Hey adventurers! Thanks for checking out this multi-part series on my most recent trip to Alaska! If you made it through all of them, awesome, and thanks!! If not, and you are interested, you can check out the first two parts of the trip here and here and also my entry on Kenai Fjords National park and also Lake Clark National Park!
This entry is picking up right after I departed Girdwood on day 4. I continued back toward Anchorage along the iconic Seward highway, with fantastic and too warm weather. The drive from Girdwood is only about 30-45 minutes – rather short but extremely scenic. For my lodging the next two nights I had selected an Airbnb very near to Merrill Field, the civil aviation field in Anchorage for my needs the following day. After checking into my Airbnb I drove the short distance to the Tent City Taphouse in downtown Anchorage. I definitely recommend this spot! The beer is exclusively local Alaskan from all around the state and the food I had was on point!
The next morning, Day 5, was a big day as I was catching a flight! No, I was not returning home! I was headed to Port Alsworth and Lake Clark National Park! This was an 8 seater plane operated by Lake Clark Air. The plane flew fairly low, but high enough to actually see Denali! We traversed the Lake Clark pass and landed at Port Alsworth, about 100 or so air miles from Anchorage and the only way to actually get to the actual lake. Please feel free to check out the post for my visit to Lake Clark National Park. Afterward we returned to Anchorage and it was only 5 or so, and remember that the sun was not going to set until after 11 PM! I went to 49th State Brewing Company for some beer and some snacks. (The website itself is worth a visit!). I highly recommend this place! Although the Girdwood Brewery is by far the better beer, it’s a small brewery. 49th State is a full restaurant as well. Afterward, I drove around Anchorage a bit. I stopped by the university there, and then managed to make my way all the way up to the local hiking spot, Flat Top Mountain. I wanted to scope out some things as I was thinking about heading there on my last day to hike.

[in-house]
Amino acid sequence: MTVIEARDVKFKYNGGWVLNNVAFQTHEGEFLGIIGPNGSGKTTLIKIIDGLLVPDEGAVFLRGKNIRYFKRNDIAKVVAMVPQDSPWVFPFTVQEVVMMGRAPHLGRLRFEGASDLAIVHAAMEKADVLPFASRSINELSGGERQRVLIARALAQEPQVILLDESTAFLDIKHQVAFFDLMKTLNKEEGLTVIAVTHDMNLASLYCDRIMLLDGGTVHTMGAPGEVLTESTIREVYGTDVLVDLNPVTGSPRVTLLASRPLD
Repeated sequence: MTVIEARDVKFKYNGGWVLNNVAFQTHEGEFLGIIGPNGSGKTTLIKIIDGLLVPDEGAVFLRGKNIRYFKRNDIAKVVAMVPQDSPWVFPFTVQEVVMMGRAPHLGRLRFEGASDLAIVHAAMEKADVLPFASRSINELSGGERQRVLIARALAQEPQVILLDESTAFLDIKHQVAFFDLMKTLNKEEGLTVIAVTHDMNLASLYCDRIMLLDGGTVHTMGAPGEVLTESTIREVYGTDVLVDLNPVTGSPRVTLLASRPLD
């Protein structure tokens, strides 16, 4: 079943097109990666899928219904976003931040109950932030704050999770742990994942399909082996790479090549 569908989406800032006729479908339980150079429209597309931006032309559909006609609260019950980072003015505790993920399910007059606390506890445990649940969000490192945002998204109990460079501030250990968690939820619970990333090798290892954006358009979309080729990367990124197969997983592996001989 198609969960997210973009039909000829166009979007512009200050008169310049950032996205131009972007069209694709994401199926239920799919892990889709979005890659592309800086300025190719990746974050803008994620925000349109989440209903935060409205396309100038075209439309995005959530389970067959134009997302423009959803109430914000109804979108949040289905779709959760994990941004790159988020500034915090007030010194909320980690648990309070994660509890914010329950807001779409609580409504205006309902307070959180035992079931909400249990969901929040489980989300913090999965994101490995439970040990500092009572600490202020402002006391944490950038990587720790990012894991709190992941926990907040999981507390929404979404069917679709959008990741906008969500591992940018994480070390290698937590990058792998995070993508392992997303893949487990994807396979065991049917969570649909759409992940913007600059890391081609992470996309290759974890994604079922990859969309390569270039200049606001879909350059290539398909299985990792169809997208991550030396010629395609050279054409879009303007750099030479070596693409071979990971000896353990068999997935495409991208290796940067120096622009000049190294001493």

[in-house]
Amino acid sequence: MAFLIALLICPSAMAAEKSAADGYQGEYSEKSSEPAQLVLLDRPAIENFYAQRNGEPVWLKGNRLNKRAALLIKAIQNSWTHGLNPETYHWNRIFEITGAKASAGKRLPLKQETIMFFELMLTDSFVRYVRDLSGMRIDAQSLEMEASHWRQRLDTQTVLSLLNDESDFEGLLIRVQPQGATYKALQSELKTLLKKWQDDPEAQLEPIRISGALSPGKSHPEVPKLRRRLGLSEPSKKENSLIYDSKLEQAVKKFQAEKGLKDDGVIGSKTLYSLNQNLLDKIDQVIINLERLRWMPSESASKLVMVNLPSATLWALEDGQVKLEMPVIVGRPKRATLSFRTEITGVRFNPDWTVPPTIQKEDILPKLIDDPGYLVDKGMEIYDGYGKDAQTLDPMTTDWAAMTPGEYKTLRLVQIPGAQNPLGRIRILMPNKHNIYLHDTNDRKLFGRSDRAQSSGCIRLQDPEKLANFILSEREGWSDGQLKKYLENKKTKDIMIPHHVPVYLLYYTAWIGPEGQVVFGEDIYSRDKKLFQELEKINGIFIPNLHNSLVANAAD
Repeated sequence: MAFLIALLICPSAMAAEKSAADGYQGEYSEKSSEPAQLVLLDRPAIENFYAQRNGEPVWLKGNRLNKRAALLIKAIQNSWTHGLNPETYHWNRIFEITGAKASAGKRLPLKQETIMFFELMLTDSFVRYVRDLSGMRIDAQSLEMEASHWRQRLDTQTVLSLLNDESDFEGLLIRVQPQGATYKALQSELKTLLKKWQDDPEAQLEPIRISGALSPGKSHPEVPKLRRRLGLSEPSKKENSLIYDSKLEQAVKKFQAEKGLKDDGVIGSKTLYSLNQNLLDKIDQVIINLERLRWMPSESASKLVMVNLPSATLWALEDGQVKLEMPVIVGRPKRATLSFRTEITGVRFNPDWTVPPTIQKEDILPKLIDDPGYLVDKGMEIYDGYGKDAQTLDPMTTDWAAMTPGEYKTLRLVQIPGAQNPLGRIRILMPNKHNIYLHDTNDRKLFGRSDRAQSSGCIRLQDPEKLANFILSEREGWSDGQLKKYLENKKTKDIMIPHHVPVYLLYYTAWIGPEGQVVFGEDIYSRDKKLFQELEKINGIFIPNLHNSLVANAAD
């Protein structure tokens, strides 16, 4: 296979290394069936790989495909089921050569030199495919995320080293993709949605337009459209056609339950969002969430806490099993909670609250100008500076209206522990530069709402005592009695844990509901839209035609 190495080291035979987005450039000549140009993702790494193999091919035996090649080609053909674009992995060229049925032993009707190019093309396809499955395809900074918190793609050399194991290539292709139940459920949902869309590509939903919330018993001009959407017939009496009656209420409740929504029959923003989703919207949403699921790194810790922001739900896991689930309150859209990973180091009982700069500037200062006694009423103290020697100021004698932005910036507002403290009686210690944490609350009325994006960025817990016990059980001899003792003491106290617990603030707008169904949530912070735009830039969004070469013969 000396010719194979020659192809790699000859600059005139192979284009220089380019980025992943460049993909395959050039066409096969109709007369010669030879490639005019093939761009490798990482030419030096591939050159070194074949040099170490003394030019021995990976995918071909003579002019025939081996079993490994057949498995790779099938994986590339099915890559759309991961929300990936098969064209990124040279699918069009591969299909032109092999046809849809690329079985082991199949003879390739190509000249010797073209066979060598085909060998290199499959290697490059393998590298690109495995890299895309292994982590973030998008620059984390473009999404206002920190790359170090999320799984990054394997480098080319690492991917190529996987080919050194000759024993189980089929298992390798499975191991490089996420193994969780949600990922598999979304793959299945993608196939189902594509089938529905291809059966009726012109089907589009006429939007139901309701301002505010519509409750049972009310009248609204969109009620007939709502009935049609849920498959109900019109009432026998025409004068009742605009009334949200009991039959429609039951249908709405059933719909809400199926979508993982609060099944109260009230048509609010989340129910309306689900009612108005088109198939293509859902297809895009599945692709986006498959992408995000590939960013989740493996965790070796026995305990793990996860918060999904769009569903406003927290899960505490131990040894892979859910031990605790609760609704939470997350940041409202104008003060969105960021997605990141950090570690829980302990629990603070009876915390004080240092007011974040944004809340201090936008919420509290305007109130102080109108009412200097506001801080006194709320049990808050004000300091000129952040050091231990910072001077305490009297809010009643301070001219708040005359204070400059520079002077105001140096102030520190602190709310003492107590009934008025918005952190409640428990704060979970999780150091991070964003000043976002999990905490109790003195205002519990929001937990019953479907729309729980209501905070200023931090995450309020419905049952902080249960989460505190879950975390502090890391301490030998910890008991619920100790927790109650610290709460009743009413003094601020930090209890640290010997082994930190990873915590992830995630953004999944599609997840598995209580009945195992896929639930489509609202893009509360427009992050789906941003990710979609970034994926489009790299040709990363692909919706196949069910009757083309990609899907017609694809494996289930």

My last full day in Anchorage was a total mystery! I actually slept in a bit, until like 7, and left with no real clue as to what I was doing, and it was awesome! What I ended up doing was heading north out of Anchorage to Palmer. Situated on the Matanuska River a little northeast of Anchorage, Palmer is a decent sized (for Alaska) town that is probably most known for the reindeer farm just outside of town and also for being at one end of the famed road that ascends to Hatcher pass.
I visited the reindeer farm. It took about an hour, cost about 15 or 20 bucks, and I got to feed a moose! Also, I fed some reindeer, but a moose! This place is worth the money, but probably even more so if you have kids. They have pony rides and bunnies that can be petted, etc. Additionally, there are all kinds of other wildlife: pigs, elk, alpacas (??), highland cows (??), and some other critters. These animals are not “wild.” Like the animals at the Conservation Center, these critters are either injured, abandoned by mom, or in some other state that wild living would be deadly for them.
Afterward, I did some recon for my upcoming fall trip! The Sidekick and I will be visiting the Fairbanks and Denali areas in September and we have discussed driving Hatcher Pass. We would be coming from the other side, but I wanted to scope out the road from the Palmer end. This is a super cool drive. It runs next to the little Susitna River and it was raging! This road is known for it’s amazing views, and an old abandoned mine that is now a state historical park that is very popular. As the road ascended there were plenty of pullouts to see some great vistas down the valley! Eventually you come to the end of this part of the road, which leads to some lodges and that old gold mine. From here you can make a turn and head up the unpaved part of the road through the pass. For my visit, this part of the road was under feet of snow and closed! Again, bear in mind the unusual mix (at least to me) of 70 plus degree weather and feet of snow blocking a road!